On creating the mother-daughter dynamic with her character’s daughter, Condola Rashad:

QL: “I just met Condola and we just kicked it. We’re not our characters in real life, let’s be clear about that. I’m not a mama, and she’s a very healthy young woman. So it’s not like we were our characters in real life. So we just kind of met as La and Condola, and we bonded over music. She can sing amazingly, and we played music for each other. We played the records we love.

We listened to a lot of diverse groups and talked about our visions for things. She’s extremely well-practiced and well-versed, and I knew she would show up for the job. It wasn’t even just about that. It was also about getting to know each other. She’s a really, really cool girl. We didn’t talk too much about fashion, because we’re sort of in different eras. However, we cross paths in a lot of different ways. We talked about the material, we talked about the scenes, we talked about how we felt about our hair or our makeup that day. We just talked girl stuff, and we just bonded like that.

That literally took a day or two, and then it kind of all fell into place. She would be like, “Mama” and I would be like, “Hey baby,” and I would check on her every day because I automatically felt like a nurturing spirit towards her.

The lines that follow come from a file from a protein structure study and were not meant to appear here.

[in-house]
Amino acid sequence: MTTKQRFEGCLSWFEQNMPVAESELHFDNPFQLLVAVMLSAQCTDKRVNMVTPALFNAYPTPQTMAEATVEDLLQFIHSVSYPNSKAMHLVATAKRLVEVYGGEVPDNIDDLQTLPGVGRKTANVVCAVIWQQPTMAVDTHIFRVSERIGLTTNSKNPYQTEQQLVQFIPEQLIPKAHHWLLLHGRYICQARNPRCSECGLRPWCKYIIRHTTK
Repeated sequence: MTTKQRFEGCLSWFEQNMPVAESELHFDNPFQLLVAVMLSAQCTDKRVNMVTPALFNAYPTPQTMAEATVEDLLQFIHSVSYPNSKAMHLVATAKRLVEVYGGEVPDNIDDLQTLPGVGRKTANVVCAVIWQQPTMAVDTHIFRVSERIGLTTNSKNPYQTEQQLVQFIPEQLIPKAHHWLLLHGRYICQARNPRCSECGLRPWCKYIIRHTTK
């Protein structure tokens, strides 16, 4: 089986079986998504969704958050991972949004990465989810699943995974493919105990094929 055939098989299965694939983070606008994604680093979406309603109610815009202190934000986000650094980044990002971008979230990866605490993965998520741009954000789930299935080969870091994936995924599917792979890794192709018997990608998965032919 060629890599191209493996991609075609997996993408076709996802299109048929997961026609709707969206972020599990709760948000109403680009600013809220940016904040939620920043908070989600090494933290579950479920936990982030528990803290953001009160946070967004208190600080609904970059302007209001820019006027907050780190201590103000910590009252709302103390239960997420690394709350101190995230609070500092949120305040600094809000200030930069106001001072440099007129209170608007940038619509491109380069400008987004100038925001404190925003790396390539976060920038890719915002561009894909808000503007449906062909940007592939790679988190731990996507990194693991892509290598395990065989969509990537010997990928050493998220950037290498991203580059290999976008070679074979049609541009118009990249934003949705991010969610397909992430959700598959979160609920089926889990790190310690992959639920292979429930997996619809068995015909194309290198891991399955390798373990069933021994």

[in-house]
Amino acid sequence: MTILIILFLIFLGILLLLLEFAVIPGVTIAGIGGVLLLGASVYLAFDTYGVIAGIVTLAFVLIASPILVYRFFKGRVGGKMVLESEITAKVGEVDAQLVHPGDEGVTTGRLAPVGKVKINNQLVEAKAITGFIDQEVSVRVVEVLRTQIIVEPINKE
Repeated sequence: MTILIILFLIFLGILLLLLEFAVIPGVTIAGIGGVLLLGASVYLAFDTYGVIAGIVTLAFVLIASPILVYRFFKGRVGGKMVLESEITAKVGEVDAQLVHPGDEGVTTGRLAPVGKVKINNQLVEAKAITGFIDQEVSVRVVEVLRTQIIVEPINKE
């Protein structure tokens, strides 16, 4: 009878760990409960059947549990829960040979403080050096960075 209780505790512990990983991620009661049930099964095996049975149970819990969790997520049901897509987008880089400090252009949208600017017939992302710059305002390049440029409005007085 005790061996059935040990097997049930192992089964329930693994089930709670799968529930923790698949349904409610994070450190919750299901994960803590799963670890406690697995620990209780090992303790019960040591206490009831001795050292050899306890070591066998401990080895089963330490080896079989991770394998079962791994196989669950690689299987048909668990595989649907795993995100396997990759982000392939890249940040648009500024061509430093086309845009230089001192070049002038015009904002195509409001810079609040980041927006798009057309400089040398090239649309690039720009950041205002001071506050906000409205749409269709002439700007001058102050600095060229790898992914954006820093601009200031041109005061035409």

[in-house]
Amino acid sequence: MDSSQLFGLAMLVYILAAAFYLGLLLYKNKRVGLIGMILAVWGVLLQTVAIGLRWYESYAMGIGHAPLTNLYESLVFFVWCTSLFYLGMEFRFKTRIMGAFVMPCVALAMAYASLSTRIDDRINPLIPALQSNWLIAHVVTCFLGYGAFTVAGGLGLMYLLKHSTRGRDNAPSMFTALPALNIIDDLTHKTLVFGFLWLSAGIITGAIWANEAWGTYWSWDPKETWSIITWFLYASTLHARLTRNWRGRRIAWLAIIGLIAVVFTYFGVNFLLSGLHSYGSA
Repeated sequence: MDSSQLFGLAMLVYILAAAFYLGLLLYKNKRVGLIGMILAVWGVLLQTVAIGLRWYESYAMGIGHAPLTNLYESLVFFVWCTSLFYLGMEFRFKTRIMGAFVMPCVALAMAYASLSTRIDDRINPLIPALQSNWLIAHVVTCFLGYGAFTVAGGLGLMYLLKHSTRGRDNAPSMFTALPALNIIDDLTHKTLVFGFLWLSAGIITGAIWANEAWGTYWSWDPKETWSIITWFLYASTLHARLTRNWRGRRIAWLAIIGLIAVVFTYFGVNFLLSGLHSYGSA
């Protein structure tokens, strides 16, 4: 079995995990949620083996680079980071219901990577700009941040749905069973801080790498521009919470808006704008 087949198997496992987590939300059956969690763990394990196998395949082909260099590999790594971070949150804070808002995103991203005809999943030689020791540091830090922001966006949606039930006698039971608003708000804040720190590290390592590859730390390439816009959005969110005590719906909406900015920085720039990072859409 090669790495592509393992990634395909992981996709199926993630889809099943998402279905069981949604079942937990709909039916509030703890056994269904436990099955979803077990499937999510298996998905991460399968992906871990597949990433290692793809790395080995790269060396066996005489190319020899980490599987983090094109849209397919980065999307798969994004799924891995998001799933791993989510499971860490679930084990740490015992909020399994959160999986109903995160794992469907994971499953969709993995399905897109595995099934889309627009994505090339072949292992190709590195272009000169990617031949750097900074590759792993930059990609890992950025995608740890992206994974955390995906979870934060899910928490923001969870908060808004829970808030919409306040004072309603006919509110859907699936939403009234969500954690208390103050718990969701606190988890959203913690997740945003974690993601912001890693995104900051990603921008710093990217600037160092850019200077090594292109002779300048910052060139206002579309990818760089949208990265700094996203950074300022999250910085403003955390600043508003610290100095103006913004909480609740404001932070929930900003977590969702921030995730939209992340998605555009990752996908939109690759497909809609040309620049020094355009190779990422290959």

When she’d see me, even if we were like 50 yards apart across somewhere, she’d be like, “Mama” and I would answer. You know? We were just kind of endeared to one another. She reminded me of a younger me.

She really felt like she could be my daughter, and I’m pretty sure she kind of felt like I could be her mom, even though we know who her mom is. We felt that kindred spirit, a fighter spirit, and an adventurous spirit.

We connected on the attributes that we share together, even though we’re not related in that way. We also encouraged each other in certain ways and inspired each other in certain ways, and all those things happen in very simple conversations. And I felt protective of her.